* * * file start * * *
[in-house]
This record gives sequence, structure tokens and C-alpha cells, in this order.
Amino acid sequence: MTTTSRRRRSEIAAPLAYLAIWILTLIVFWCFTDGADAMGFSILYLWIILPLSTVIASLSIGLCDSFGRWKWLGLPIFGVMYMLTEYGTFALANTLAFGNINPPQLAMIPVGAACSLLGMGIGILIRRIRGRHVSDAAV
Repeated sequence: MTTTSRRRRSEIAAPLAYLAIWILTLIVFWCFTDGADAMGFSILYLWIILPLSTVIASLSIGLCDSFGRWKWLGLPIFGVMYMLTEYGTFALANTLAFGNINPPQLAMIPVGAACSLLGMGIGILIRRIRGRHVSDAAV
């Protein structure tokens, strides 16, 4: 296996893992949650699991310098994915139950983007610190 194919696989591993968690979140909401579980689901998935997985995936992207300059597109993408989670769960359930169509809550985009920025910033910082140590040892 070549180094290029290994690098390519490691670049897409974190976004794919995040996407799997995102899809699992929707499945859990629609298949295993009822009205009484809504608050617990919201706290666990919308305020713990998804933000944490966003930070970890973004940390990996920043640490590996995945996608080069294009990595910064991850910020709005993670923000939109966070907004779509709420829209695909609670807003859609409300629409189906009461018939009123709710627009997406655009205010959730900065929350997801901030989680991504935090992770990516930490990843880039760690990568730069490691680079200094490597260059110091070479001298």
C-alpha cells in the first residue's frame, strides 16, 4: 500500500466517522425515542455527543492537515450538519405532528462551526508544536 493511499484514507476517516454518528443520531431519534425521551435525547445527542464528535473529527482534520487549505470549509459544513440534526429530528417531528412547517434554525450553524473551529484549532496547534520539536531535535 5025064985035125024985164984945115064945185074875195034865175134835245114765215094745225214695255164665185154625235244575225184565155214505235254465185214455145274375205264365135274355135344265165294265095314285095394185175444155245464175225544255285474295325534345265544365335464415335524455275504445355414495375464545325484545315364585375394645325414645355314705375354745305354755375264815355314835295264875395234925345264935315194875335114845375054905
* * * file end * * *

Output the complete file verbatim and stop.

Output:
[in-house]
This record gives sequence, structure tokens and C-alpha cells, in this order.
Amino acid sequence: MTTTSRRRRSEIAAPLAYLAIWILTLIVFWCFTDGADAMGFSILYLWIILPLSTVIASLSIGLCDSFGRWKWLGLPIFGVMYMLTEYGTFALANTLAFGNINPPQLAMIPVGAACSLLGMGIGILIRRIRGRHVSDAAV
Repeated sequence: MTTTSRRRRSEIAAPLAYLAIWILTLIVFWCFTDGADAMGFSILYLWIILPLSTVIASLSIGLCDSFGRWKWLGLPIFGVMYMLTEYGTFALANTLAFGNINPPQLAMIPVGAACSLLGMGIGILIRRIRGRHVSDAAV
């Protein structure tokens, strides 16, 4: 296996893992949650699991310098994915139950983007610190 194919696989591993968690979140909401579980689901998935997985995936992207300059597109993408989670769960359930169509809550985009920025910033910082140590040892 070549180094290029290994690098390519490691670049897409974190976004794919995040996407799997995102899809699992929707499945859990629609298949295993009822009205009484809504608050617990919201706290666990919308305020713990998804933000944490966003930070970890973004940390990996920043640490590996995945996608080069294009990595910064991850910020709005993670923000939109966070907004779509709420829209695909609670807003859609409300629409189906009461018939009123709710627009997406655009205010959730900065929350997801901030989680991504935090992770990516930490990843880039760690990568730069490691680079200094490597260059110091070479001298």
C-alpha cells in the first residue's frame, strides 16, 4: 500500500466517522425515542455527543492537515450538519405532528462551526508544536 493511499484514507476517516454518528443520531431519534425521551435525547445527542464528535473529527482534520487549505470549509459544513440534526429530528417531528412547517434554525450553524473551529484549532496547534520539536531535535 5025064985035125024985164984945115064945185074875195034865175134835245114765215094745225214695255164665185154625235244575225184565155214505235254465185214455145274375205264365135274355135344265165294265095314285095394185175444155245464175225544255285474295325534345265544365335464415335524455275504445355414495375464545325484545315364585375394645325414645355314705375354745305354755375264815355314835295264875395234925345264935315194875335114845375054905